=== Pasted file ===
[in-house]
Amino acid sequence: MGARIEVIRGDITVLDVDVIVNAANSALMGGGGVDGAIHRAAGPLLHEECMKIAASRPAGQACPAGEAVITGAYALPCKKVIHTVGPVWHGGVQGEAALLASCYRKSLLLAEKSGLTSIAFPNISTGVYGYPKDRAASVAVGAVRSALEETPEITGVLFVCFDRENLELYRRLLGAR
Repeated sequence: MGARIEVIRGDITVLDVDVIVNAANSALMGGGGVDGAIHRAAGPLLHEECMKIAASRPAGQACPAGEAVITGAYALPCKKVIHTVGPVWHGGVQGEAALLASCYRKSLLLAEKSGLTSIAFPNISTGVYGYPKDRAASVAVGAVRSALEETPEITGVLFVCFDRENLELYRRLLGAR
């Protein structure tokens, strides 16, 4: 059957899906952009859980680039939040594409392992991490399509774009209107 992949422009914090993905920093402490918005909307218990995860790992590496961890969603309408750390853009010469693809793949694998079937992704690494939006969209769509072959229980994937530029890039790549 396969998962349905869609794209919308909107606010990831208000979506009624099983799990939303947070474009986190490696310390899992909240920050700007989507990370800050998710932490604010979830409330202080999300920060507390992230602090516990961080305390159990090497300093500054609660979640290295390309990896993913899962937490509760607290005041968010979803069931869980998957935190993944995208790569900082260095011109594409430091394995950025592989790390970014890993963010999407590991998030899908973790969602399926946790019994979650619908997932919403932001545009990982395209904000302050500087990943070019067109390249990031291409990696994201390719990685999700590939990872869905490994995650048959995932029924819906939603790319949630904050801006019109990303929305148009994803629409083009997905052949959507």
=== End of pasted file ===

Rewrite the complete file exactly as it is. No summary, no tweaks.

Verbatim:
[in-house]
Amino acid sequence: MGARIEVIRGDITVLDVDVIVNAANSALMGGGGVDGAIHRAAGPLLHEECMKIAASRPAGQACPAGEAVITGAYALPCKKVIHTVGPVWHGGVQGEAALLASCYRKSLLLAEKSGLTSIAFPNISTGVYGYPKDRAASVAVGAVRSALEETPEITGVLFVCFDRENLELYRRLLGAR
Repeated sequence: MGARIEVIRGDITVLDVDVIVNAANSALMGGGGVDGAIHRAAGPLLHEECMKIAASRPAGQACPAGEAVITGAYALPCKKVIHTVGPVWHGGVQGEAALLASCYRKSLLLAEKSGLTSIAFPNISTGVYGYPKDRAASVAVGAVRSALEETPEITGVLFVCFDRENLELYRRLLGAR
């Protein structure tokens, strides 16, 4: 059957899906952009859980680039939040594409392992991490399509774009209107 992949422009914090993905920093402490918005909307218990995860790992590496961890969603309408750390853009010469693809793949694998079937992704690494939006969209769509072959229980994937530029890039790549 396969998962349905869609794209919308909107606010990831208000979506009624099983799990939303947070474009986190490696310390899992909240920050700007989507990370800050998710932490604010979830409330202080999300920060507390992230602090516990961080305390159990090497300093500054609660979640290295390309990896993913899962937490509760607290005041968010979803069931869980998957935190993944995208790569900082260095011109594409430091394995950025592989790390970014890993963010999407590991998030899908973790969602399926946790019994979650619908997932919403932001545009990982395209904000302050500087990943070019067109390249990031291409990696994201390719990685999700590939990872869905490994995650048959995932029924819906939603790319949630904050801006019109990303929305148009994803629409083009997905052949959507």